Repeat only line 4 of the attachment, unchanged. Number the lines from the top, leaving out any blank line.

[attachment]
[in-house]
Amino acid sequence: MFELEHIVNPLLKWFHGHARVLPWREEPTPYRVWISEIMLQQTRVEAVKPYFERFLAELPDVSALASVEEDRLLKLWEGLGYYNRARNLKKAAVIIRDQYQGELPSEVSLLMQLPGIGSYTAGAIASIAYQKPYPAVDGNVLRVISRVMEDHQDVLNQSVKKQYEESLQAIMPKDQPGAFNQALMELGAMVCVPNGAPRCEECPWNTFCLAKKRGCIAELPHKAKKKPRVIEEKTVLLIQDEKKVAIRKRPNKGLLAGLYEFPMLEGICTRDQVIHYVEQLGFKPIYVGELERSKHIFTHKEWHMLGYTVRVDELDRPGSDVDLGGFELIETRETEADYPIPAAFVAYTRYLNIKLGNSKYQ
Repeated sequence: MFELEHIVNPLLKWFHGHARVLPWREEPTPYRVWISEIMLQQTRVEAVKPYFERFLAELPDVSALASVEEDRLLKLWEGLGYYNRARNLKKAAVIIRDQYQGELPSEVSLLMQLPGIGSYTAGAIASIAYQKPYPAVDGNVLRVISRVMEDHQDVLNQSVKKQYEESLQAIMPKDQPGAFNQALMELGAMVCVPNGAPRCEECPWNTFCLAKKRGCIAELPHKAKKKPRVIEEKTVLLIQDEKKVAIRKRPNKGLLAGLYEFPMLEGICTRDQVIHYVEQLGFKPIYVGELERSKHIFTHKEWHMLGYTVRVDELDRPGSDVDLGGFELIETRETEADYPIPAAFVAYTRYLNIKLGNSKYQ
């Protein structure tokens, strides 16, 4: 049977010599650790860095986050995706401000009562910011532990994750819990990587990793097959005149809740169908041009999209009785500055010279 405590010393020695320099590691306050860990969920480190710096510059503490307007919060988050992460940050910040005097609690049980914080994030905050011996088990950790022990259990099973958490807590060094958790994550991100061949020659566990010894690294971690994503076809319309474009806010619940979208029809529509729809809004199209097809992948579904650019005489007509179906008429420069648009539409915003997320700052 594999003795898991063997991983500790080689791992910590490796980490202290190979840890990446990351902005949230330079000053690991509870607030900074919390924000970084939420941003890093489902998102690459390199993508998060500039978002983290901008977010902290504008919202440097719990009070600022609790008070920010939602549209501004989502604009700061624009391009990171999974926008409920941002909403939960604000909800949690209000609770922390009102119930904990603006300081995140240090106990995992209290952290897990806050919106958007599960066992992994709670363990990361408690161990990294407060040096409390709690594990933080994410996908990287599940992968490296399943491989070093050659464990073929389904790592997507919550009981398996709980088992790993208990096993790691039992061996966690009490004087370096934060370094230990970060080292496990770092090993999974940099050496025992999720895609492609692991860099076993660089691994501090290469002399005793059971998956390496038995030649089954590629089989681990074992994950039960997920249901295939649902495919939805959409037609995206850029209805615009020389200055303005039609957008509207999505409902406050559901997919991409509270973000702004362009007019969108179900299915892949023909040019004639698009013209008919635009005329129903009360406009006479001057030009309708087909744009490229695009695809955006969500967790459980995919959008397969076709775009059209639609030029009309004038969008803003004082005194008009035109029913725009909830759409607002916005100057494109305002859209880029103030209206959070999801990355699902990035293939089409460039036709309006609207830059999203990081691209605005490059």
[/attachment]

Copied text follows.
């Protein structure tokens, strides 16, 4: 049977010599650790860095986050995706401000009562910011532990994750819990990587990793097959005149809740169908041009999209009785500055010279 405590010393020695320099590691306050860990969920480190710096510059503490307007919060988050992460940050910040005097609690049980914080994030905050011996088990950790022990259990099973958490807590060094958790994550991100061949020659566990010894690294971690994503076809319309474009806010619940979208029809529509729809809004199209097809992948579904650019005489007509179906008429420069648009539409915003997320700052 594999003795898991063997991983500790080689791992910590490796980490202290190979840890990446990351902005949230330079000053690991509870607030900074919390924000970084939420941003890093489902998102690459390199993508998060500039978002983290901008977010902290504008919202440097719990009070600022609790008070920010939602549209501004989502604009700061624009391009990171999974926008409920941002909403939960604000909800949690209000609770922390009102119930904990603006300081995140240090106990995992209290952290897990806050919106958007599960066992992994709670363990990361408690161990990294407060040096409390709690594990933080994410996908990287599940992968490296399943491989070093050659464990073929389904790592997507919550009981398996709980088992790993208990096993790691039992061996966690009490004087370096934060370094230990970060080292496990770092090993999974940099050496025992999720895609492609692991860099076993660089691994501090290469002399005793059971998956390496038995030649089954590629089989681990074992994950039960997920249901295939649902495919939805959409037609995206850029209805615009020389200055303005039609957008509207999505409902406050559901997919991409509270973000702004362009007019969108179900299915892949023909040019004639698009013209008919635009005329129903009360406009006479001057030009309708087909744009490229695009695809955006969500967790459980995919959008397969076709775009059209639609030029009309004038969008803003004082005194008009035109029913725009909830759409607002916005100057494109305002859209880029103030209206959070999801990355699902990035293939089409460039036709309006609207830059999203990081691209605005490059």